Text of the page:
EDITORIAL: Of photo-ops and floods
Pakistan’s floods have washed away the lives and livelihoods of millions, it has drowned the hopes of the nation and the masses are fighting to reach the surface. In such a great human tragedy, one would think that this mass devastation would be enough to make anyone take pause and strive to help the affected. Those spearheading the effort are expected to be the leaders the masses voted for and the officials they had hopes of. However, it is the private organisations and agencies that are financially directed through foreign donors and bodies that are heading the list of do-gooders. Where are our government officials? Sadly, they have found a golden opportunity for yet another 15 minutes of fame.
Reports have been ‘flooding’ in of provincial and federal ministers from various political parties directing the National Disaster Management Authority (NDMA) to step up relief efforts and relief goods distribution in their constituencies, coinciding with their official visits to their areas and the media’s coverage. Protocol duty of security officials during these visits hampers relief work and distribution. All this results in is a neat little news story and picture in the next day’s paper or television bulletin, upping the ante on political and media mileage. What it does not do is truly help those in dire need. Imagery abounds in the media of famished families fighting tooth and nail for a scrap of food, and our government officials see this as a chance to make some more sordid gains. That is the greatest human tragedy.
The NDMA is no consolation either. It has proved ineffective in mapping out transparent relief efforts, collecting data on the exact number of those affected and damage to infrastructure, crops and livestock and it has proved incompetent in resisting political pressure. All the statistics provided to the media and to the world have come from either the UN or foreign organisations like USAID. Any numbers the NDMA does reveal prove to be inconsistent with more reliable foreign agencies. The NDMA has proved to be a comedy of errors on this deathly stage.
To add to the politicians vying for some political and media favour, we have another dynamic at play in these floods as well: the US and the Taliban, both contending to hit the soft spot of our public. We are grateful to the Americans for immediately sending in a team of 1,000 marines and enough food to feed two million people for 10 days. We can also see the Taliban moving in to take advantage of the people’s disillusionment with their leaders. Both forces are doing all they can to win the hearts and minds of those affected. It is a battle that is playing out on the muddy shores of our failed promises.
In this dark cloud there is the vague glimmer of a silver lining. It has brought two complete opposites together. The Prime Minister and PML-N chief, Nawaz Sharif, after weeks of quibbling, have decided that the disaster is more important than their own political advantage and have agreed to pool resources for relief efforts. It is hoped that this meeting will bring an end to Punjab’s CM Shahbaz Sharif’s constant jabs at the centre for more funds. Another small nugget of good news is the president finally finding some time to visit Sukkur, one of the devastated areas.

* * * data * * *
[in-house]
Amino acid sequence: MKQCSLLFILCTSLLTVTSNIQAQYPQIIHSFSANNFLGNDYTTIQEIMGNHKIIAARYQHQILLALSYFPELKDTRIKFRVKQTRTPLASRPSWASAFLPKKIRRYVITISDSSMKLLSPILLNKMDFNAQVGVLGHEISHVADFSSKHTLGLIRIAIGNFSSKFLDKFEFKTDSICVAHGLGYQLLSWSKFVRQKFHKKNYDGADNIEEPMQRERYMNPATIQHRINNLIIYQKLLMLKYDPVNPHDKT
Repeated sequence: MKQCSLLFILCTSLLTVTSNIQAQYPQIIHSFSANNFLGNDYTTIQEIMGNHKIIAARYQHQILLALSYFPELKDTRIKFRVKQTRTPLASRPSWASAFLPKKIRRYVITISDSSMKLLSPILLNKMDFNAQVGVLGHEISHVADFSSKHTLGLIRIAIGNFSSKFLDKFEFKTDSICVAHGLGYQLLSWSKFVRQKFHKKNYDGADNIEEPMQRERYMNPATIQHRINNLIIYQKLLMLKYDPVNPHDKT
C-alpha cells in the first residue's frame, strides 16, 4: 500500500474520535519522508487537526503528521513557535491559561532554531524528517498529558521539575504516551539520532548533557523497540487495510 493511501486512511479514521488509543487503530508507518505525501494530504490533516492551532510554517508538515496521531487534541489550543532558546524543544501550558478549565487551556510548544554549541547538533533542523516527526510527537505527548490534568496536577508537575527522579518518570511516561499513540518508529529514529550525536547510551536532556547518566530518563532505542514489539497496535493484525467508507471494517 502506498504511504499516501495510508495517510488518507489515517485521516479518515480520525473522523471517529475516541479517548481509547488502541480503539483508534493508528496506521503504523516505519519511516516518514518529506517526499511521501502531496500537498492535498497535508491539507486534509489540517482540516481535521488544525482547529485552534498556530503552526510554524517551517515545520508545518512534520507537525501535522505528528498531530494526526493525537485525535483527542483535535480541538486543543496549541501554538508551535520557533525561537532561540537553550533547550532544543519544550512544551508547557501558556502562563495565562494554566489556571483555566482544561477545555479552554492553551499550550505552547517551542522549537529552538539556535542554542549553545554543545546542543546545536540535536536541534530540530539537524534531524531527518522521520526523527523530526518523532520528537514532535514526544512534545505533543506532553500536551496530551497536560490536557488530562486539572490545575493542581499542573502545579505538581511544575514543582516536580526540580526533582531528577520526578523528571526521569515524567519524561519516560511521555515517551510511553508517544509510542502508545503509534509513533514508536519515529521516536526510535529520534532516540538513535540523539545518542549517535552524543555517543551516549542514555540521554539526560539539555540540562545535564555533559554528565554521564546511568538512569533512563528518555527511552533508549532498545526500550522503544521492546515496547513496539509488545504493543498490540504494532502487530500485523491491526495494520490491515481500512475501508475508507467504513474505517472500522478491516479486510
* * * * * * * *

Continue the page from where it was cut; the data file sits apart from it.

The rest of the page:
All in all, Pakistan is the worst it has ever been. It is hoped that some vestige of good sense will prevail and that our officials, ministers and representatives will finally find their calling and attend to the job they were elected to do in the first place. g
SECOND EDITORIAL: BHC’s dilemma
Controversy and debate over the procedure of the judges’ appointment has continued unabated since the passing of the 18th Amendment and subsequent challenge to it in the Supreme Court of Pakistan. This has now taken a new turn, as the term of judges of the Balochistan High Court (BHC) will expire on September 5 leaving no one to preside the over the benches. These judges had been appointed on ad hoc basis after all the judges of BHC, including the chief justice, resigned instead of facing a judicial reference for taking oath under the PCO after the November 3, 2007 emergency imposed by General Musharraf. The judicial commission and parliamentary committee for judges’ appointments, as envisaged by parliament in the 18th Amendment, could not be constituted since the matter is sub judice, despite clear constitutional injunctions against such amendments being challenged in court in Article 239(5) and (6). In the latest hearing of this case, the SC has raised an interesting question with regard to the arithmetic of the Balochistan Assembly. Currently, there is only one opposition member in the assembly, which falls short of the required four members each from treasury and opposition benches for the composition of the parliamentary committee to oversee judges’ appointments in superior courts. The 18th Amendment has failed to provide answers for such a situation.
The courts cannot be left bereft of judges and some practical solution must be found immediately. In this anomalous situation, the government can either consider extending the tenure of the outgoing ad hoc judges till such time that new names for appointment are finalised, or may revert back to the old system of appointments. Perhaps the SC is best placed to advise the government on how to fill the vacuum in the interim, since the case is sub judice and we do not know of the fate of the 18th Amendment yet. *